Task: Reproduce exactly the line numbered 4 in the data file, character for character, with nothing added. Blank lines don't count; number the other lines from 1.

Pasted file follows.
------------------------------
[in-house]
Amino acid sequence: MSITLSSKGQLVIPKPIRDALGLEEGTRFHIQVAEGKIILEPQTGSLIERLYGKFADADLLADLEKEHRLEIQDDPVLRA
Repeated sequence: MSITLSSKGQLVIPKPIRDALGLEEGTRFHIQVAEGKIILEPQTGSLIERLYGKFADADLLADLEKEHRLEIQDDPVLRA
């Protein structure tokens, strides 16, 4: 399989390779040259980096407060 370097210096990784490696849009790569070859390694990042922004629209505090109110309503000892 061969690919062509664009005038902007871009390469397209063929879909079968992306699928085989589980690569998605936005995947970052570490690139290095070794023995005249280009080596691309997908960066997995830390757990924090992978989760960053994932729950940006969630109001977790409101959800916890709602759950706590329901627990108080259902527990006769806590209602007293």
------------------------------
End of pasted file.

């Protein structure tokens, strides 16, 4: 399989390779040259980096407060 370097210096990784490696849009790569070859390694990042922004629209505090109110309503000892 061969690919062509664009005038902007871009390469397209063929879909079968992306699928085989589980690569998605936005995947970052570490690139290095070794023995005249280009080596691309997908960066997995830390757990924090992978989760960053994932729950940006969630109001977790409101959800916890709602759950706590329901627990108080259902527990006769806590209602007293």